• “Freedom in the moment to moment to pursue our passions, our loved, our light”
  • “More opportunities to travel the world and do rad things with your life”
  • “Becoming more self-confident”
  • “Independence; to a certain extent, i can do what I want when I want”
  • “Making money for traveling”
  • ‘You can eat straight out of the Betty Crocker icing tub with nobody to tell you off for it”
  • “You have experiences to be grateful for. More stories, more gratitude”
  • “Enjoying slow mornings, moments of peace”
  • “Ordering pizza whenever I want”
  • “Being able to eat cheese and wine and chocolate for dinner”
  • “Wisdom and peace of mind”

From my perspective, it simply can’t be repeated enough that you don’t ever have to go back to high school again.

The next time you’re feeling overwhelmed, or like you wish you could go back to younger carefree days, remember that the trials build confidence in ourselves, the hard days help allow us to empathize, and when all else fails you’re old enough to go to the grocery store and buy yourself a chocolate cake – no questions asked.

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Eight Bridges Away

“We’ll cross that bridge when we get there” 

I’m the type of person who is prone to worry, to wonder how I’ll deal with an issue I’m not even dealing with yet. It might come up in the future, IF x, y, and z happen, I might have to cross that bridge. But lately I’ve decided I’m not going to try to cross bridges that are eight bridges away from where I am.

Taking things one step at a time isn’t easy. But living in the present and focusing only on what is in front of you can cut down on a lot of unnecessary stress.

When I used to tell one of my friends about all the things I would worry and stress about she would categorize them into things I could actively do something about and “future Kaitlyn’s problems”. There are things we simply cannot deal with yet. Answering questions about where you are going to be in a few months might be an easy question or very difficult.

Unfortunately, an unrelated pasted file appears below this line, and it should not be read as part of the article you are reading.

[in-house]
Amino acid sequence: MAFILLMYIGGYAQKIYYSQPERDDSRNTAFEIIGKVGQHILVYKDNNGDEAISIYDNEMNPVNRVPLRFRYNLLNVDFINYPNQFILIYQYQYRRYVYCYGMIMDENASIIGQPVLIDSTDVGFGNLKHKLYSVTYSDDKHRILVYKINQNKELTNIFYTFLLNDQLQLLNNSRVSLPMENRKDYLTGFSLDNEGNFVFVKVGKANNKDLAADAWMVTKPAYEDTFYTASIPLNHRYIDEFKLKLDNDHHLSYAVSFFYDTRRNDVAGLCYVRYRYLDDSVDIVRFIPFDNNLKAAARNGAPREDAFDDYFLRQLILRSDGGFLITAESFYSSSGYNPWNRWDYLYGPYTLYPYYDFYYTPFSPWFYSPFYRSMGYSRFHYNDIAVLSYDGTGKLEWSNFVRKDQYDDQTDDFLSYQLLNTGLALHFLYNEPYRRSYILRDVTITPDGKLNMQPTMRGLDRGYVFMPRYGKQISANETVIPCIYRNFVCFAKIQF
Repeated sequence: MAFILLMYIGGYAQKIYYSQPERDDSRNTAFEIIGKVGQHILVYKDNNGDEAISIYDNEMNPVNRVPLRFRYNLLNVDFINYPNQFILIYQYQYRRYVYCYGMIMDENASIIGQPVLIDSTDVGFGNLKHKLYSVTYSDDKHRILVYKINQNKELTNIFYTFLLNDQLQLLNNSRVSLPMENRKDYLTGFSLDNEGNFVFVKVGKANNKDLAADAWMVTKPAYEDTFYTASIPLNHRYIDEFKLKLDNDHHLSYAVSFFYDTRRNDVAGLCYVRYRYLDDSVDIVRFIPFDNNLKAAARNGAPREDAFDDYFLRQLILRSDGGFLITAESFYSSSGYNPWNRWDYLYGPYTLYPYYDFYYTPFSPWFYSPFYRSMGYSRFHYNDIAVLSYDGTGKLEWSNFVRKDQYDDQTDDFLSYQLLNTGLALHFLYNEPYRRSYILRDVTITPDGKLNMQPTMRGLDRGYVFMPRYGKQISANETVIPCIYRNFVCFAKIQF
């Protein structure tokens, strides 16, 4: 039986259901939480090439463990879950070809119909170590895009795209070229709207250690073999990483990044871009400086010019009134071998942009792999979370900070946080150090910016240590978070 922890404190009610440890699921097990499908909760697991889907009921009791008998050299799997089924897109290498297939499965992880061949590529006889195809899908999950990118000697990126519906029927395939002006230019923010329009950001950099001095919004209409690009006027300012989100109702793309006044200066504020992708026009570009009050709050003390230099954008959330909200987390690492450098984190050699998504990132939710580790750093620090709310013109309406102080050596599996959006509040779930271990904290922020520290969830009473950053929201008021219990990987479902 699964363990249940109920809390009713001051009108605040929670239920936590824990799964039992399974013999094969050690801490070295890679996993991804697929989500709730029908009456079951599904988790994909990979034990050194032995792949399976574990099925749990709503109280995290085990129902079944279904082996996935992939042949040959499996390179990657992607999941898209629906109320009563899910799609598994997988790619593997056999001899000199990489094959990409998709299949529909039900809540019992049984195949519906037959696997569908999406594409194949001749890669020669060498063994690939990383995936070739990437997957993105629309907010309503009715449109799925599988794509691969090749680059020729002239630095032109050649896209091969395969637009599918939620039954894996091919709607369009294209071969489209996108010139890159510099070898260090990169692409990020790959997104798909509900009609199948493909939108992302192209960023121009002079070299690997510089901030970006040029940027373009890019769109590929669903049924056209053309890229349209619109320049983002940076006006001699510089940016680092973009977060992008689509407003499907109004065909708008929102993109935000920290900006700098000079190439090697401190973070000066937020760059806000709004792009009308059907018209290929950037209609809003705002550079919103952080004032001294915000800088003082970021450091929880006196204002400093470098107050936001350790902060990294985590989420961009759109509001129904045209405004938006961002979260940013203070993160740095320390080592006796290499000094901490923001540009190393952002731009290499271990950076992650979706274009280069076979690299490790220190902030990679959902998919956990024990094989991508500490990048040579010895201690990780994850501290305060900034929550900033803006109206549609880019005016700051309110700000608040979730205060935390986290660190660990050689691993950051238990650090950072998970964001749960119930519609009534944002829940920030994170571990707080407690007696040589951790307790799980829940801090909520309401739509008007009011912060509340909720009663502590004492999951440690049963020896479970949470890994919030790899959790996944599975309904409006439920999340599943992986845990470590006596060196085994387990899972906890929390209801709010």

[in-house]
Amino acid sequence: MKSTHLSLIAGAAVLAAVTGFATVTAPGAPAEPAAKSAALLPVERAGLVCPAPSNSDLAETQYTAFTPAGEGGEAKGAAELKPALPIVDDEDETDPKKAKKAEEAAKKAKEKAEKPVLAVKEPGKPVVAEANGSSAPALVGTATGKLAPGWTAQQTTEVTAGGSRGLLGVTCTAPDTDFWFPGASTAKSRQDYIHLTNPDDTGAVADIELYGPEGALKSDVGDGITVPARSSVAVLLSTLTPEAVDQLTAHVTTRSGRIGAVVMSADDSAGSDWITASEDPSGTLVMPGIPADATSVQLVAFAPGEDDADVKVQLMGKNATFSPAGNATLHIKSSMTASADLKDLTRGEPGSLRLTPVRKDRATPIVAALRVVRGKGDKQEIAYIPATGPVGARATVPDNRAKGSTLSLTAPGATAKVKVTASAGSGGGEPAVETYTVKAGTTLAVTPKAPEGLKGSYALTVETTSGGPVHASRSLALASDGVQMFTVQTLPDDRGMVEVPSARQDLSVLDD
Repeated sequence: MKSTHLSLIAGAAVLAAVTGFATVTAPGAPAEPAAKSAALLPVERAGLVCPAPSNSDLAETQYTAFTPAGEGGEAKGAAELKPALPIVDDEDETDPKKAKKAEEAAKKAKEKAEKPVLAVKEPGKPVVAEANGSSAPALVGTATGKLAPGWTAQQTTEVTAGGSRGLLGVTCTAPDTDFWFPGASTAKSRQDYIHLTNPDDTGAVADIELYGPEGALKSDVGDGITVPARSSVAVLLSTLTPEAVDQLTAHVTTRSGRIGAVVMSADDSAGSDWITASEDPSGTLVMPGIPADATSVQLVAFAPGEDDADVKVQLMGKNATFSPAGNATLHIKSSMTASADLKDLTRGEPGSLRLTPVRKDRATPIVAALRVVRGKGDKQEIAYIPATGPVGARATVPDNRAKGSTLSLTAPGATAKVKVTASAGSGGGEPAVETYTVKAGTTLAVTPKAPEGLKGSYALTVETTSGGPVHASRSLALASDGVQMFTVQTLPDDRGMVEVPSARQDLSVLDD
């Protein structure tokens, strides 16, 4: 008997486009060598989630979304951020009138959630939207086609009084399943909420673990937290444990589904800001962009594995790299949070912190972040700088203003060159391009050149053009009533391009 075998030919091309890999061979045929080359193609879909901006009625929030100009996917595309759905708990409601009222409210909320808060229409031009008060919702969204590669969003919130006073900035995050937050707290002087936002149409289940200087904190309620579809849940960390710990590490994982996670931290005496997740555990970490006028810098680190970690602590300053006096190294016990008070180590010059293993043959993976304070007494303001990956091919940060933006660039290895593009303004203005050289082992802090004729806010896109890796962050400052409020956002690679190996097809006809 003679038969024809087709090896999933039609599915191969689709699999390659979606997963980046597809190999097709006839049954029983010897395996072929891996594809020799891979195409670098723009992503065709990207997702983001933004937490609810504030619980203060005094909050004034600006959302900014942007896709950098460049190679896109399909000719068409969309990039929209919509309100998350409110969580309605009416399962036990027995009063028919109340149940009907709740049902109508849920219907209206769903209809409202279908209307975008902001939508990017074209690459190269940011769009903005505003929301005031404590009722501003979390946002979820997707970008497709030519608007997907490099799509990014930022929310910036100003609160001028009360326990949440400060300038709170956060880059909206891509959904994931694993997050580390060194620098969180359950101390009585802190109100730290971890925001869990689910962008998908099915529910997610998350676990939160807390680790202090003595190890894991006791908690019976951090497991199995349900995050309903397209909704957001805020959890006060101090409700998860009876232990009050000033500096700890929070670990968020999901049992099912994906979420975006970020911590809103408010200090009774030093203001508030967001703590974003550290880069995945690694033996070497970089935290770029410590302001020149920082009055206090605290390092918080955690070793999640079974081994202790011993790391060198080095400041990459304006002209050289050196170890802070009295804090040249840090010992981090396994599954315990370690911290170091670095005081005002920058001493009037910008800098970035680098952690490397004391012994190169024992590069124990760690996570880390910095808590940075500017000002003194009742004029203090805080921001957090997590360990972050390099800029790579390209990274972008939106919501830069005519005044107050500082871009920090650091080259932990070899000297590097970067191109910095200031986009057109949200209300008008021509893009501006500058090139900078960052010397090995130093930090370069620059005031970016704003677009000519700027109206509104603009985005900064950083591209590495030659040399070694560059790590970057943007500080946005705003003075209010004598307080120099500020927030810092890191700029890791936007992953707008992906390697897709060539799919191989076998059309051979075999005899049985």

Sometimes you just have to trust that in the future you’ll be able to deal with the issues you face as they come up. If you deal with the little things now, the things that seem huge now might actually be little to you when you’re finally there.

Time is a funny thing. It can be a stressful concept, we feel that we either don’t have enough of it or we’re overwhelmed when we have so much we don’t know what to do with it because there is pressure that we always need to be productive. We need a plan of what to do with our time so we don’t waste it. It can feel like time is running out for us- but we have to remember that isn’t true.

 

I don’t know about you, but I was stressed out about 22

I am currently 22, and I’ve been thinking about time a lot. I am in a period of my life where I have a lot of time – and I have a lot of control over the way I use my time – forever. If I want to travel or go back to school it’s in my hands to make that happen.

Sometime last year I started crying because I was stressed about turning 23. For perspective – I was 21 , so it wasn’t even my next birthday. It was my next, next birthday. But 23 sounded so much more grown up, so daunting, and I didn’t know where I would be. It’s funny to think about now, because I caught myself being excited about 23 recently. It doesn’t seem so scary being only 6 months away. Maybe because I’ve had time to live and grow and overcome some of the smaller bridges to get me there .

As we move through life, we have a better sense of where we are going and we have more time to figure out how to get there. Often, we even discover that there are many different paths to get to the destination of our choosing. Thinking about being 23 a year or two ago was scary because I had no idea what this current year would hold. I didn’t know what life would look like for me, and now the picture is a little clearer.